Health data as a powerful force
There are several trends that are truly shaping the future of healthcare. Within the last few years, we have seen significant advances in production as well as the collection of data. Healthcare organizations, like other sectors, store personal health data about their employees, suppliers as well as third-party contacts.
Interestingly, the growth we observe in healthcare has the potential to turn the industry upside down in new ways that have never imagined before. Data is changing the whole healthcare ecosystem. For example, access to new data sets is fueling drug discovery. Besides that, patient data enables doctors to make better patient predictive models to more efficiently diagnose and treat disease.
Given the fact that the future of healthcare is truly promising, healthcare organizations should take a proactive approach to utilize best practices for their healthcare security. These practices may range from educating their healthcare staff about patient data privacy to monitoring which users are handling what information.
3 best practices to secure healthcare patient data
When health data breaches happen, they can have serious legal and financial consequences for healthcare organizations. Therefore, it’s the healthcare organizations’ responsibility to carefully handle patients’ health data to protect their privacy and ensure patient safety.
Hereby, we share 3 best practices for healthcare organizations to secure healthcare data.
1. Implement risk assessments
Risk assessment for healthcare organizations is the combined efforts of monitoring, identifying, and minimizing the risk to the organization itself, patients, staff, and other organizational assets.
There are actually many risks to consider, such as Distributed Denial-of-Service (DDOS) attacks, which disrupt normal traffic of a server or a network. Other risks ransomware threats which encrypt all the files on the infected network. Once the hackers encrypt the network, the ransomware requires a ransom to decrypt the files.
The organization first must identify every potential risk, and then establish a comprehensive mitigation plan to close the gaps. Potential risks may change over time, so risk assessment must be executed on an ongoing basis.
2. Provide ongoing training for staff
Cyber security must become a critical strategic asset to any organization, including healthcare organizations. Sometimes organizations forget how important it’s to educate staff on specific matters like healthcare data privacy.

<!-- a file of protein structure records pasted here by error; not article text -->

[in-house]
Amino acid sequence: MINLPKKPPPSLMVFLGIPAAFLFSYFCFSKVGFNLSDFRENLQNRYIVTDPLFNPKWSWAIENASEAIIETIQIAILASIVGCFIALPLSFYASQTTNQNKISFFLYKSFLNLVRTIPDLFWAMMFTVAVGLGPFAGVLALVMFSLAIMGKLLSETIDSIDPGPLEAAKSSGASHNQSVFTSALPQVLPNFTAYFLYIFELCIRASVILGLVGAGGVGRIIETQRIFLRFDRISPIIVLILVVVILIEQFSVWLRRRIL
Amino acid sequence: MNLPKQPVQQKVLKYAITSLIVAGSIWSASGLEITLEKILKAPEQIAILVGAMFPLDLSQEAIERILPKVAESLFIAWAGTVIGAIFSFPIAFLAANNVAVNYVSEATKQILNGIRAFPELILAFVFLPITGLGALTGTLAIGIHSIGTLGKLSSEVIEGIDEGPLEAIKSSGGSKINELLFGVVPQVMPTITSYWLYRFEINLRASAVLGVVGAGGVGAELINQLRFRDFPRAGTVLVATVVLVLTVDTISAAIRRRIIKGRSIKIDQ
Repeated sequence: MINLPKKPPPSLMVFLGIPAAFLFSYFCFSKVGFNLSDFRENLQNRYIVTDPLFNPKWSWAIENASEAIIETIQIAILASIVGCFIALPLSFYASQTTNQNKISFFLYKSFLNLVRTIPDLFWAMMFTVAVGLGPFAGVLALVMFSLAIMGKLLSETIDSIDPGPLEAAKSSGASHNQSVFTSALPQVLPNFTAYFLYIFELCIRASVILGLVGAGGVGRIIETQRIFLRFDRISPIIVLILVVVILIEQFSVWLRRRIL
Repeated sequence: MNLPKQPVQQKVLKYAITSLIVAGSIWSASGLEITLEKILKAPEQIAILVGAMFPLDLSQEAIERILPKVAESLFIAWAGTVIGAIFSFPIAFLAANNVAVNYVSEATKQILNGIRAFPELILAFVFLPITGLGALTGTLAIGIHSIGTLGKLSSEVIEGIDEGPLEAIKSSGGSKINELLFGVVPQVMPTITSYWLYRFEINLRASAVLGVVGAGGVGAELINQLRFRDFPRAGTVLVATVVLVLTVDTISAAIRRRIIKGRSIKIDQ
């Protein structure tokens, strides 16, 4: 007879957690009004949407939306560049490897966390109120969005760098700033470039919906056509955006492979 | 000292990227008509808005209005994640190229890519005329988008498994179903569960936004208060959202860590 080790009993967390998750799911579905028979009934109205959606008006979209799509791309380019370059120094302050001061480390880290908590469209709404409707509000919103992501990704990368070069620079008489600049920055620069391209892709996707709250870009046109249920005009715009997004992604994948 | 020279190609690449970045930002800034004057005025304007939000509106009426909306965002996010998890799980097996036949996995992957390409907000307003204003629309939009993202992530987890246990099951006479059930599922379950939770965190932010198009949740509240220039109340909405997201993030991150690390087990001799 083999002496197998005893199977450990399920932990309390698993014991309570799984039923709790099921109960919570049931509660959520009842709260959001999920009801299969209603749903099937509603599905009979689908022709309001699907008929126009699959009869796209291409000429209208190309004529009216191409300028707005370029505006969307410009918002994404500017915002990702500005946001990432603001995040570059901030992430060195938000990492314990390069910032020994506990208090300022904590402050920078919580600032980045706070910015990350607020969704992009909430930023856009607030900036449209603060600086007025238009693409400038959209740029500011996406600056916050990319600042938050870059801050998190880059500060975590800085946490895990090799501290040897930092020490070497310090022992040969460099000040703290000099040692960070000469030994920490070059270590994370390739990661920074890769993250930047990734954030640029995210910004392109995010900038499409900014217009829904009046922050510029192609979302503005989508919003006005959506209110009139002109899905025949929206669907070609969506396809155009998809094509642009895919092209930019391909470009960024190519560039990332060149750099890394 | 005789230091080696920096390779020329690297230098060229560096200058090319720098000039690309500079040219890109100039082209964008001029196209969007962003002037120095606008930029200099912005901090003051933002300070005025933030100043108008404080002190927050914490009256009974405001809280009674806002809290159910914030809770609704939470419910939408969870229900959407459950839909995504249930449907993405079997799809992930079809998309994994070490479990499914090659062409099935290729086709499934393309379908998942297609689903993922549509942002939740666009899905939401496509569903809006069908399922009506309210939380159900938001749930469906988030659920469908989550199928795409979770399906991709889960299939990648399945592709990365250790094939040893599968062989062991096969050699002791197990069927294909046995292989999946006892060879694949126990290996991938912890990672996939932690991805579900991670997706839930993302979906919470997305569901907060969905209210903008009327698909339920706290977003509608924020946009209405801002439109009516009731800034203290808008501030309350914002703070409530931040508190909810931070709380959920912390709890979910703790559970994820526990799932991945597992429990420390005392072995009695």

Regular training will certainly make staff well-informed about good security and privacy practices. In that way, they would also know how to respond appropriately in case something goes wrong. We believe that continuing professional training will directly and positively contribute to overall patient service.
3. Formulate a data breach response plan
The response plan intends to minimize reduce the exposures to the organization, and its employees, that arise out of a cyber incident. This plan helps healthcare organizations to intelligently and quickly assess the nature as well as the scope of an incident, and thus detect what information has been misused. Then, it’s possible to control the incident to stop further unauthorized access.
The effects of a data breach can result in serious harm to not only the health provider but also to its patients. That is why healthcare organizations are responsible for making sure that they are taking all necessary to secure personal information.
Final words about healthcare patient data privacy
Digital health is indeed an important trend to which healthcare organizations are giving special importance. The advancements in information technology yield great promise. The opportunities offered by healthcare data are unlimited. But this massive amount of sensitive and valuable data presents significant privacy and security issues for healthcare organizations.
Please remember that making sure that healthcare patient data is processed lawfully, and is kept safe, is a common value of everyone involved in healthcare. Taking the above-mentioned factors and best practices into account will help healthcare organizations to prevent likely cyber threats from intruders.